Window #2: Memory Leaks

A JavaScript memory leak is (almost) always caused by a circular reference from an IE DOM object and a JavaScript object. When a leak node is selected in the tree, this list shows a list of “attached” JavaScript objects whose circular reference could be the cause of the leak.

Window #3: Call Stack

Selecting one of the existing items in the previous Memory Leaks window causes a call stack to be dispayed in the Call Stack window. The call stack represents the state of the script at the moment when the JavaScript object was attached to the DOM object.

For example, in our sample script, the call stack would show the function calls that led to the line:

document.getElementById("LeakedDiv").expandoProperty = jsObject;

as this was the statement that caused the leak.

Window #4: Script

The Script Window serves two purposes:

  1. When a script node is selected in the Document tree, the Script window shows the script code.
  2. When an item is selected in the Memory leaks window, the Script window displays the script where (possibly) the memory leak originated, highlighting the statement that attached the JS object to the DOM object.

Together, the four windows that compose the IE band should provide enough debugging information to allow a developer to detect and analyze possible memory leaks.


The header of the script window also contains a toolbar with two buttons. The “About” button just displays the current version of the DLL. More interesting is the “Settings” button, which shows the following dialog:

This dialog allows the user to select one of three available heuristics to detect JavaScript leaks. To understand the difference between the three available options is useful to take a look at the internal workings of the tool.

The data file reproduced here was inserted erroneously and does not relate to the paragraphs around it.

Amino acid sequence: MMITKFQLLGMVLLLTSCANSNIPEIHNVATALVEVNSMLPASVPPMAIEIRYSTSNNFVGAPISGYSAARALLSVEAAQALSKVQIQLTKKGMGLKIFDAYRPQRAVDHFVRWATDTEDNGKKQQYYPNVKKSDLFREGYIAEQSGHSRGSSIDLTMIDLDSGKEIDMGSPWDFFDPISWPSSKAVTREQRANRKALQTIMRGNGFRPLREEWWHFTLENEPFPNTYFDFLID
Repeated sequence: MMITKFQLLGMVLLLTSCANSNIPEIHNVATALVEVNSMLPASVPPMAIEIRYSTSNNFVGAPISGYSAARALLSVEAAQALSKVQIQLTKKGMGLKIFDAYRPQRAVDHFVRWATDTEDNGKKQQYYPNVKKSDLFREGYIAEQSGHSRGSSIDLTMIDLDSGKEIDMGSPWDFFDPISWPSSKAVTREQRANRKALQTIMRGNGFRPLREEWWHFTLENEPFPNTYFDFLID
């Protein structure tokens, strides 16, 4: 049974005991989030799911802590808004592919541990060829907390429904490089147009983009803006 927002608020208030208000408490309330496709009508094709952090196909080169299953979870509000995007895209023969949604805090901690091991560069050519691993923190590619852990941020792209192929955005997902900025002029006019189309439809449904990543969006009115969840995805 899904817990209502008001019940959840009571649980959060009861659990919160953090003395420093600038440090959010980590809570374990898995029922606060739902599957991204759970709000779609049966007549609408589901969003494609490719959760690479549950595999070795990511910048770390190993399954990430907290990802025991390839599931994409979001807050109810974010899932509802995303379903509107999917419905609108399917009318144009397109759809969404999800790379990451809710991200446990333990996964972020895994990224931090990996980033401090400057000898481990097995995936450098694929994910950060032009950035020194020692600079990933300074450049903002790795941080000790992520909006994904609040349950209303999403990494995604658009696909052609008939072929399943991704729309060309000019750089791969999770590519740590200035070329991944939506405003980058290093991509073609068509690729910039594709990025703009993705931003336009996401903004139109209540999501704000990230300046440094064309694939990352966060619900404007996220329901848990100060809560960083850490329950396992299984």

How it works

Like any IE Band, the JavaScript Memory Leak Detector is a COM in-process DLL loaded in the Internet Explorer process. The fact of living inside the IE process allows it to easily intercept some of the API calls made by the IE code. In this case, we are interested in intercepting every call that creates a Jscript engine.

The Jscript engine is a COM object, and it is instantiated by Trident (mshtml.dll) with a call to CoCreateInstance(). Therefore, the first operation made by the tool will be to intercept the calls to CoCreateInstance made by the mshtml module. There are a few ways to implement this API hooking; in this case the simple technique of overwriting the module Import Table in memory works perfectly. (See Robbins’ “Debugging Applications” for more details).

At this point we can substitute our own Jscript engine in place of the real engine. By implementing all the ActiveScript interfaces exposed by a Jscript engine and delegating all the calls to an instance of the real Jscript engine, the tool can transparently intercept all the interactions between Trident and Javascript and still have Internet Explorer to run correctly.